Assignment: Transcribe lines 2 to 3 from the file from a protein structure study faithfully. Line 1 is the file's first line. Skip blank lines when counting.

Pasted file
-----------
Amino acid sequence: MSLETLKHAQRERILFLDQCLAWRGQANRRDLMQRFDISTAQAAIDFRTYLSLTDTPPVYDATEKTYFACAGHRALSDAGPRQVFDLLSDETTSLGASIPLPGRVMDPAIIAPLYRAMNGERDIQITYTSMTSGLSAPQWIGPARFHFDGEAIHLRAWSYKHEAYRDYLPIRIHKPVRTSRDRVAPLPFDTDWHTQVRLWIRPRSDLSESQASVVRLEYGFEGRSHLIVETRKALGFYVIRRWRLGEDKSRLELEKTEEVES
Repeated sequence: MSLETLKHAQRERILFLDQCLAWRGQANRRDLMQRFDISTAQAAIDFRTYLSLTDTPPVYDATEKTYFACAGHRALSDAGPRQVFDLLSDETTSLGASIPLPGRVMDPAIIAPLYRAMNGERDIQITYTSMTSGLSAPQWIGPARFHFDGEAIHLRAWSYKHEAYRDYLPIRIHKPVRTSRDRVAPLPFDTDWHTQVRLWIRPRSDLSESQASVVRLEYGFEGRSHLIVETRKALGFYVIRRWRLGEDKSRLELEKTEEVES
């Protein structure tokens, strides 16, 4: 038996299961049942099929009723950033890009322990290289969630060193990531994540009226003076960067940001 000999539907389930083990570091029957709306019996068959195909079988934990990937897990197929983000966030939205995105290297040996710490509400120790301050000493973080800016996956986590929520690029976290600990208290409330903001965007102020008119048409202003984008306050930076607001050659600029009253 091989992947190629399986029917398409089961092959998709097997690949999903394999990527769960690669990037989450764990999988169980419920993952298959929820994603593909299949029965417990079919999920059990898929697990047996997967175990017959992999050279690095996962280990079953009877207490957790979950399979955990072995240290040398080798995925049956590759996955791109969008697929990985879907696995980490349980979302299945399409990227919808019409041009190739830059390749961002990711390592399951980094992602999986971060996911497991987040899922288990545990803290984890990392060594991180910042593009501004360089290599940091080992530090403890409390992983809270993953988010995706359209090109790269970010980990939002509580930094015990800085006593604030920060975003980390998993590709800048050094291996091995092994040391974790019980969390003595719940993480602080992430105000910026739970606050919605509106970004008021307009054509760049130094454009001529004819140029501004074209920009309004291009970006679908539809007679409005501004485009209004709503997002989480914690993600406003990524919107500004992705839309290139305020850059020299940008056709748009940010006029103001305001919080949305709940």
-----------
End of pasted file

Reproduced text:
Repeated sequence: MSLETLKHAQRERILFLDQCLAWRGQANRRDLMQRFDISTAQAAIDFRTYLSLTDTPPVYDATEKTYFACAGHRALSDAGPRQVFDLLSDETTSLGASIPLPGRVMDPAIIAPLYRAMNGERDIQITYTSMTSGLSAPQWIGPARFHFDGEAIHLRAWSYKHEAYRDYLPIRIHKPVRTSRDRVAPLPFDTDWHTQVRLWIRPRSDLSESQASVVRLEYGFEGRSHLIVETRKALGFYVIRRWRLGEDKSRLELEKTEEVES
């Protein structure tokens, strides 16, 4: 038996299961049942099929009723950033890009322990290289969630060193990531994540009226003076960067940001 000999539907389930083990570091029957709306019996068959195909079988934990990937897990197929983000966030939205995105290297040996710490509400120790301050000493973080800016996956986590929520690029976290600990208290409330903001965007102020008119048409202003984008306050930076607001050659600029009253 091989992947190629399986029917398409089961092959998709097997690949999903394999990527769960690669990037989450764990999988169980419920993952298959929820994603593909299949029965417990079919999920059990898929697990047996997967175990017959992999050279690095996962280990079953009877207490957790979950399979955990072995240290040398080798995925049956590759996955791109969008697929990985879907696995980490349980979302299945399409990227919808019409041009190739830059390749961002990711390592399951980094992602999986971060996911497991987040899922288990545990803290984890990392060594991180910042593009501004360089290599940091080992530090403890409390992983809270993953988010995706359209090109790269970010980990939002509580930094015990800085006593604030920060975003980390998993590709800048050094291996091995092994040391974790019980969390003595719940993480602080992430105000910026739970606050919605509106970004008021307009054509760049130094454009001529004819140029501004074209920009309004291009970006679908539809007679409005501004485009209004709503997002989480914690993600406003990524919107500004992705839309290139305020850059020299940008056709748009940010006029103001305001919080949305709940």